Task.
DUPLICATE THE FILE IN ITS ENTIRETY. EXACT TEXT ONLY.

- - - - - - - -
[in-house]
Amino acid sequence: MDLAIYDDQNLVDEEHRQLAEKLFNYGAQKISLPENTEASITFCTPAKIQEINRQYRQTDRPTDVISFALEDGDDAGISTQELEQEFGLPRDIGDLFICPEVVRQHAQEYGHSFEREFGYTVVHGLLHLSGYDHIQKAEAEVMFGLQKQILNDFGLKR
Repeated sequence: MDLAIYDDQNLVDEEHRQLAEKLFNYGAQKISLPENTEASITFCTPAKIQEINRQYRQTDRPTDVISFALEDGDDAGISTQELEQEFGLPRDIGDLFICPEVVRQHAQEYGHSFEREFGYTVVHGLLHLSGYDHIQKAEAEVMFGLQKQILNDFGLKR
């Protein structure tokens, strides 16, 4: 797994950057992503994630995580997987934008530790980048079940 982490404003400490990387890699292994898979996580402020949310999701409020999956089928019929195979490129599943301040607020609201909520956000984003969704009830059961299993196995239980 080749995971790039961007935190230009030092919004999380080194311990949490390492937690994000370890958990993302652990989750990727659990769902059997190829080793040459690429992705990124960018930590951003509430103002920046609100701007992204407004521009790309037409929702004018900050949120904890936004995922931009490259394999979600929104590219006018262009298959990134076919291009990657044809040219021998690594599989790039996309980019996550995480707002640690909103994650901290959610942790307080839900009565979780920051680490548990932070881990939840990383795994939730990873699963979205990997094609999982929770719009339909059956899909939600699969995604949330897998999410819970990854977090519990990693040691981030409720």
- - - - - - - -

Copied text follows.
[in-house]
Amino acid sequence: MDLAIYDDQNLVDEEHRQLAEKLFNYGAQKISLPENTEASITFCTPAKIQEINRQYRQTDRPTDVISFALEDGDDAGISTQELEQEFGLPRDIGDLFICPEVVRQHAQEYGHSFEREFGYTVVHGLLHLSGYDHIQKAEAEVMFGLQKQILNDFGLKR
Repeated sequence: MDLAIYDDQNLVDEEHRQLAEKLFNYGAQKISLPENTEASITFCTPAKIQEINRQYRQTDRPTDVISFALEDGDDAGISTQELEQEFGLPRDIGDLFICPEVVRQHAQEYGHSFEREFGYTVVHGLLHLSGYDHIQKAEAEVMFGLQKQILNDFGLKR
């Protein structure tokens, strides 16, 4: 797994950057992503994630995580997987934008530790980048079940 982490404003400490990387890699292994898979996580402020949310999701409020999956089928019929195979490129599943301040607020609201909520956000984003969704009830059961299993196995239980 080749995971790039961007935190230009030092919004999380080194311990949490390492937690994000370890958990993302652990989750990727659990769902059997190829080793040459690429992705990124960018930590951003509430103002920046609100701007992204407004521009790309037409929702004018900050949120904890936004995922931009490259394999979600929104590219006018262009298959990134076919291009990657044809040219021998690594599989790039996309980019996550995480707002640690909103994650901290959610942790307080839900009565979780920051680490548990932070881990939840990383795994939730990873699963979205990997094609999982929770719009339909059956899909939600699969995604949330897998999410819970990854977090519990990693040691981030409720």